AB - Objective With the advent of new adjunctive therapy, the overall survival of patients harboring spinal column tumors has improved. However, there is limited knowledge regarding the optimal bone graft options following resection of spinal column tumors, due to their relative rarity and because fusion outcomes in this cohort are affected by various factors, such as radiation therapy (RT) and chemotherapy. Furthermore, bone graft options are often limited following tumor resection because the use of local bone grafts and bone morphogenetic proteins (BMPs) are usually avoided in light of microscopic infiltration of tumors into local bone and potential carcinogenicity of BMP. The objective of this study was to review and meta-analyze the relevant clinical literature to provide further clinical insight regarding bone graft options. Methods A web-based MEDLINE search was conducted in accordance with preferred reporting items for systematic review and meta-analysis (PRISMA) guidelines, which yielded 27 articles with 383 patients. Information on baseline characteristics, tumor histology, adjunctive treatments, reconstruction methods, bone graft options, fusion rates, and time to fusion were collected. Pooled fusion rates (PFRs) and I2 values were calculated in meta-analysis. Meta-regression analyses were also performed if each variable appeared to affect fusion outcomes. Furthermore, data on 272 individual patients were available, which were additionally reviewed and statistically analyzed. Results Overall, fusion rates varied widely from 36.0% to 100.0% due to both inter- and intrastudy heterogeneity, with a PFR of 85.7% (I2 = 36.4). The studies in which cages were filled with morselized iliac crest autogenic bone graft (ICABG) and/or other bone graft options were used for anterior fusion showed a significantly higher PFR of 92.8, compared with the other studies (83.3%, p = 0.04). In per-patient analysis, anterior plus posterior fusion resulted in a higher fusion rate than anterior fusion only (98.8% vs 86.4%, p < 0.001). Although unmodifiable, RT (90.3% vs 98.6%, p = 0.03) and lumbosacral tumors (74.6% vs 97.9%, p < 0.001) were associated with lower fusion rates in univariate analysis. The mean time to fusion was 5.4 ± 1.4 months (range 3-9 months), whereas 16 of 272 patients died before the confirmation of solid fusion with a mean survival of 3.1 ± 2.1 months (range 0.5-6 months). The average time to fusion of patients who received RT and chemotherapy were significantly longer than those who did not receive these adjunctive treatments (RT: 6.1 months vs 4.3 months, p < 0.001; chemotherapy: 6.0 months vs 4.3 months, p = 0.02). Conc lusions Due to inter- and intrastudy heterogeneity in patient, disease, fusion criteria, and treatment characteristics, the optimal surgical techniques and factors predictive of fusion remain unclear. Clearly, future prospective, randomized studies will be necessary to better understand the issues surrounding bone graft selection following resection of spinal column tumors.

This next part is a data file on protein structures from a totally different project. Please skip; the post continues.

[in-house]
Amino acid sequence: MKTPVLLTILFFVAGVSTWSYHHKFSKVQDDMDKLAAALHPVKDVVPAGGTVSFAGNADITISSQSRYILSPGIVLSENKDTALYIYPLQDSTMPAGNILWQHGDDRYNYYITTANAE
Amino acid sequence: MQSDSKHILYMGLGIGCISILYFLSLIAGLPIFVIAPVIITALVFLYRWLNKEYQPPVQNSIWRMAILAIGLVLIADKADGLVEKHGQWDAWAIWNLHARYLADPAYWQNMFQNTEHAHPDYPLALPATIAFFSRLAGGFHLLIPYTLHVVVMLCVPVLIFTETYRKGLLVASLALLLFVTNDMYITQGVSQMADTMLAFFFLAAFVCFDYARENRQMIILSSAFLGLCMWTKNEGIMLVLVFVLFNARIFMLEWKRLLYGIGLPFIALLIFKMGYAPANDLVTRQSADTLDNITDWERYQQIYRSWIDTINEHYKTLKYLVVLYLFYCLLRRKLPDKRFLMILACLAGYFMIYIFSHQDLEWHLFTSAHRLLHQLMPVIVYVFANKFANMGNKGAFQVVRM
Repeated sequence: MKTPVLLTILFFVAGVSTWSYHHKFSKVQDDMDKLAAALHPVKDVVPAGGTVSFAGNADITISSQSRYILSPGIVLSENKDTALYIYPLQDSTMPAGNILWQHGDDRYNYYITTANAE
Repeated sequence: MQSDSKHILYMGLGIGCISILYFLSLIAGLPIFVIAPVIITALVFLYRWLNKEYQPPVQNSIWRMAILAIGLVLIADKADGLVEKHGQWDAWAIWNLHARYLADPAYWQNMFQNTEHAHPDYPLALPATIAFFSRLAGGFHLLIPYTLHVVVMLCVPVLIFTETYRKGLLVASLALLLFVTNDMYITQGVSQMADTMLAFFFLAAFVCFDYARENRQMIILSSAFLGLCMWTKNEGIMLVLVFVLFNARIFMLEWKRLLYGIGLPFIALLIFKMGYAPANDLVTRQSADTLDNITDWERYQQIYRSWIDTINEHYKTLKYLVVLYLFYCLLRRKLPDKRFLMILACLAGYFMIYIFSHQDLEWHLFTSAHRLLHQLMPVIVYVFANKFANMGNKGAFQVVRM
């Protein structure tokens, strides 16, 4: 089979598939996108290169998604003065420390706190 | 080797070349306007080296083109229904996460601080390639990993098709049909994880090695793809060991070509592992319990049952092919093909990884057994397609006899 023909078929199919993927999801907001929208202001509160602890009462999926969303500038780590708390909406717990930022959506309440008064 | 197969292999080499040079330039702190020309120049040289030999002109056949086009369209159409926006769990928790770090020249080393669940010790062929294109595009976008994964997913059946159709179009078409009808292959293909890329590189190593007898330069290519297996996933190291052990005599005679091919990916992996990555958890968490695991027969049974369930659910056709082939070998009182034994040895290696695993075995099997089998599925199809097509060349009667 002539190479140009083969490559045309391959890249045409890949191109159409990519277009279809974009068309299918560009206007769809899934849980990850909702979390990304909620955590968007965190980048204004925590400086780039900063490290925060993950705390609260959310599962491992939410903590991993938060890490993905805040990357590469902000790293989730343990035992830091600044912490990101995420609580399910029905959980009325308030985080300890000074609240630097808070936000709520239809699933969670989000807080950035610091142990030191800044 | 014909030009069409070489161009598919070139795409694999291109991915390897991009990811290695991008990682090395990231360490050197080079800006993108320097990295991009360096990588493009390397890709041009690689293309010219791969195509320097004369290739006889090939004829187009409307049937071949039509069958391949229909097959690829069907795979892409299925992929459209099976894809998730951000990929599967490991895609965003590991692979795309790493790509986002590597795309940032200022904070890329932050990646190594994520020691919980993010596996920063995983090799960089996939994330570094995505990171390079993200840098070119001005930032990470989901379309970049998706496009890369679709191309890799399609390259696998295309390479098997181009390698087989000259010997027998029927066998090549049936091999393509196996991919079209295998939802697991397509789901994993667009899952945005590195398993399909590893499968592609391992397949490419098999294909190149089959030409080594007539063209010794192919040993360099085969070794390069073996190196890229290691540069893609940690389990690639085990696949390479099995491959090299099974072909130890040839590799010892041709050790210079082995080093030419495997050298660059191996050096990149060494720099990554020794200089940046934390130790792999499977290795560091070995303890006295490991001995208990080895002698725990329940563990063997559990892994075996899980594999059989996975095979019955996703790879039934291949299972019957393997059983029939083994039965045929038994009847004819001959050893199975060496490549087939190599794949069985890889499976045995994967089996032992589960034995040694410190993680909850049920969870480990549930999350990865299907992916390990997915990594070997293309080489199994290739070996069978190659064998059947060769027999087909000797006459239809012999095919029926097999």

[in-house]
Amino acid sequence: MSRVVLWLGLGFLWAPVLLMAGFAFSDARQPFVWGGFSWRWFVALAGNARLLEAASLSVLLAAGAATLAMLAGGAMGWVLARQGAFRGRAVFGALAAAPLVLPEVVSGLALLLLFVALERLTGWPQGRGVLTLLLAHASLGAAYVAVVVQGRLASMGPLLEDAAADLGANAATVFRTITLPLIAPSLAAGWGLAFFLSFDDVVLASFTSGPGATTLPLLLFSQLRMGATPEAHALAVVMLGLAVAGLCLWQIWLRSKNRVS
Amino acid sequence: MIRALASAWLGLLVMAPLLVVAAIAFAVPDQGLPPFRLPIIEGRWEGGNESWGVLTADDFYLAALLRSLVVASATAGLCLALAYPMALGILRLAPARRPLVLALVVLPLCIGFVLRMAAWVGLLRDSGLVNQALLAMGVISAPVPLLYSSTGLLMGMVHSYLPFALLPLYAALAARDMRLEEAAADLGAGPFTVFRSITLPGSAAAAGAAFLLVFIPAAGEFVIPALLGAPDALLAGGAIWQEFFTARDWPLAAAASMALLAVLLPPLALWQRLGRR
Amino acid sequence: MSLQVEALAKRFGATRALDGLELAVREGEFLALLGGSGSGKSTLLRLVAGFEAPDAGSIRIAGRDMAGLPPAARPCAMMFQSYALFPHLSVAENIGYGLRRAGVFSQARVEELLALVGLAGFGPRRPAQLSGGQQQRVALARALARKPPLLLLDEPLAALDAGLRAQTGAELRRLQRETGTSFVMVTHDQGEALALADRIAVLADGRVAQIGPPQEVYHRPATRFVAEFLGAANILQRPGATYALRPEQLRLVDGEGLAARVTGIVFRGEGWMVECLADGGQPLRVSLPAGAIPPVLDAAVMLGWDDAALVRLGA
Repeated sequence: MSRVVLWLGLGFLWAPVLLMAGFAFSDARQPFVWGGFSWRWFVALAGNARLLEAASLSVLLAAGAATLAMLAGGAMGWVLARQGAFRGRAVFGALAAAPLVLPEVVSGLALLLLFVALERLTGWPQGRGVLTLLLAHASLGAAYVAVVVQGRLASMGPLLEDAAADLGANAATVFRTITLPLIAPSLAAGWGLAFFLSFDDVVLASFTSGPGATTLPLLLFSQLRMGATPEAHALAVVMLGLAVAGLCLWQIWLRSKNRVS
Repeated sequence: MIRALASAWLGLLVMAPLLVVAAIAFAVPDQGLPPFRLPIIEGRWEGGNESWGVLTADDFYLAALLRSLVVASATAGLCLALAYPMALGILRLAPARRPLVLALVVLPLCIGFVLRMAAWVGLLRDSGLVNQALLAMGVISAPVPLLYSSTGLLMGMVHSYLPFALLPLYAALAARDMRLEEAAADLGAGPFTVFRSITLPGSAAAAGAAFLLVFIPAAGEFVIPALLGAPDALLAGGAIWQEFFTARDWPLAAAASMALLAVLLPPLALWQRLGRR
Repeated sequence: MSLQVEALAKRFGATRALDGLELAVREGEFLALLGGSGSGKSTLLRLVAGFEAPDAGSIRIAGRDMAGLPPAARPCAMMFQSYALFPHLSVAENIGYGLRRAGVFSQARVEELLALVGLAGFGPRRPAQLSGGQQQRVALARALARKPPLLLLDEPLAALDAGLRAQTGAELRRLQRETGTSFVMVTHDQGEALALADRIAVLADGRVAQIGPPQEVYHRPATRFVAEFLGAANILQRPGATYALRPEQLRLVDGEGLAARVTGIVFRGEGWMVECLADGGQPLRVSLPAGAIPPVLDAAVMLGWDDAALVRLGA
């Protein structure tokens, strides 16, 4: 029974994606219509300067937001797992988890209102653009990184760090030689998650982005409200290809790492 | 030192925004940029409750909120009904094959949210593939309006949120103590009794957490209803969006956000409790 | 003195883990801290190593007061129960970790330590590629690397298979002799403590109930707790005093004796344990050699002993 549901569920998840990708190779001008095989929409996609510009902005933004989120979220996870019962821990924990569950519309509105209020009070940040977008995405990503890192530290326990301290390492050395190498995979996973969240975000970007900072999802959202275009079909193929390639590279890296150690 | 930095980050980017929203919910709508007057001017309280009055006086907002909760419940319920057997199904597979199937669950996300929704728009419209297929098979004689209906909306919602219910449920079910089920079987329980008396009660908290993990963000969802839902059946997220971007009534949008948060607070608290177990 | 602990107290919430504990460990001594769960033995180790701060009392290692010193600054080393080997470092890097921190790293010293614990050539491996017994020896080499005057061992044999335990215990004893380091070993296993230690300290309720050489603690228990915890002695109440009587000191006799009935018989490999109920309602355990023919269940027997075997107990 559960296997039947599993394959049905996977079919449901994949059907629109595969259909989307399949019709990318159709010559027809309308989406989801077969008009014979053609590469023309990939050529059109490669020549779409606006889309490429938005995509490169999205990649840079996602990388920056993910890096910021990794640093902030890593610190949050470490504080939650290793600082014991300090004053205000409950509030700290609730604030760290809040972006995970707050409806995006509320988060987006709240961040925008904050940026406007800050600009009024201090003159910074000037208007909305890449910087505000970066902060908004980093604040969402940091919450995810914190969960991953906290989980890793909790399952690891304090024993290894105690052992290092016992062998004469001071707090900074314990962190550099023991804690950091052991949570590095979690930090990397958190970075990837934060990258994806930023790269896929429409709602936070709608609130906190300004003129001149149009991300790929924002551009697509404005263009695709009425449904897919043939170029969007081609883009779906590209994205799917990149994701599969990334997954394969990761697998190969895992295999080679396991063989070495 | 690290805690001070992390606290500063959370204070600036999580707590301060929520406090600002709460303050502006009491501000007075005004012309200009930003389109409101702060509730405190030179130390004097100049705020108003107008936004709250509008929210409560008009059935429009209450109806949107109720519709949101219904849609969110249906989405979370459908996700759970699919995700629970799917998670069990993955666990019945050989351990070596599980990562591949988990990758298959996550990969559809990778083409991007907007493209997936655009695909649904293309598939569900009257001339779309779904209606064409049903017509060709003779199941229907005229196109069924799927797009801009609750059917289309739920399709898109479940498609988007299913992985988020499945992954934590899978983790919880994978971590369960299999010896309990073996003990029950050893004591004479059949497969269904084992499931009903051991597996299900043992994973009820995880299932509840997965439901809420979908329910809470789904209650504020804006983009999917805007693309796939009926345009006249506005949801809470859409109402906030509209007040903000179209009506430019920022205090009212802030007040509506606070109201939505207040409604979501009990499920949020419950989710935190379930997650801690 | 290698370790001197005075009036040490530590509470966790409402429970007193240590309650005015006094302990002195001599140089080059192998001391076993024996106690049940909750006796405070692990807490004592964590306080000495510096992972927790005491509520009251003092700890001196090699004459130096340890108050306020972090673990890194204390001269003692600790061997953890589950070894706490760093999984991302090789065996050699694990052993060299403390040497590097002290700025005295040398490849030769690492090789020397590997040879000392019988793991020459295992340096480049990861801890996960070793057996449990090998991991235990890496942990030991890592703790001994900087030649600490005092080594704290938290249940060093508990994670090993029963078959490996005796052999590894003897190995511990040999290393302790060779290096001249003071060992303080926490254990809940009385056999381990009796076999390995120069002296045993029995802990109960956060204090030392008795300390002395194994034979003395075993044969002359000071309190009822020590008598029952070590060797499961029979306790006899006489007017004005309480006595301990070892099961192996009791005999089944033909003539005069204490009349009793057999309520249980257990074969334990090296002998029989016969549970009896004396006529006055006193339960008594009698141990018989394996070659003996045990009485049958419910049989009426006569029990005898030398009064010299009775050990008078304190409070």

KW - Bone graft

KW - Bone morphogenetic protein

KW - Cage reconstruction

KW - Chemotherapy

KW - Radiation therapy

KW - Spinal column tumors

KW - Spinal fusion

KW - Spinal oncology